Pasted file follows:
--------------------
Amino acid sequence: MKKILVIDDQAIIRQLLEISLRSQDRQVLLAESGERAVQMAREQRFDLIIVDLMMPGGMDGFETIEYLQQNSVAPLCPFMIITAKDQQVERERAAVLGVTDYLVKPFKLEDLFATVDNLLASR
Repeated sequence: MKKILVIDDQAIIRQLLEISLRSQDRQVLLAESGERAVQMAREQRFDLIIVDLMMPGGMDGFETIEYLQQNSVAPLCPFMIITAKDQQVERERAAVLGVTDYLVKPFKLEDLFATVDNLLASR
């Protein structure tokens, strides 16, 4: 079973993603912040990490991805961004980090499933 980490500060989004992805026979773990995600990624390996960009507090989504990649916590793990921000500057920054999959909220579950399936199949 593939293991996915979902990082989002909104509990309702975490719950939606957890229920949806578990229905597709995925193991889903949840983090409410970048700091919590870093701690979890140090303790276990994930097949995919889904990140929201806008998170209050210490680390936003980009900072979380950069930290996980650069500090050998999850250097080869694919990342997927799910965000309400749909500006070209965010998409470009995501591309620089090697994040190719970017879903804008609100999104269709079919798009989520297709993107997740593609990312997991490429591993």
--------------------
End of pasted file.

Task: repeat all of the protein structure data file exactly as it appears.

Amino acid sequence: MKKILVIDDQAIIRQLLEISLRSQDRQVLLAESGERAVQMAREQRFDLIIVDLMMPGGMDGFETIEYLQQNSVAPLCPFMIITAKDQQVERERAAVLGVTDYLVKPFKLEDLFATVDNLLASR
Repeated sequence: MKKILVIDDQAIIRQLLEISLRSQDRQVLLAESGERAVQMAREQRFDLIIVDLMMPGGMDGFETIEYLQQNSVAPLCPFMIITAKDQQVERERAAVLGVTDYLVKPFKLEDLFATVDNLLASR
């Protein structure tokens, strides 16, 4: 079973993603912040990490991805961004980090499933 980490500060989004992805026979773990995600990624390996960009507090989504990649916590793990921000500057920054999959909220579950399936199949 593939293991996915979902990082989002909104509990309702975490719950939606957890229920949806578990229905597709995925193991889903949840983090409410970048700091919590870093701690979890140090303790276990994930097949995919889904990140929201806008998170209050210490680390936003980009900072979380950069930290996980650069500090050998999850250097080869694919990342997927799910965000309400749909500006070209965010998409470009995501591309620089090697994040190719970017879903804008609100999104269709079919798009989520297709993107997740593609990312997991490429591993």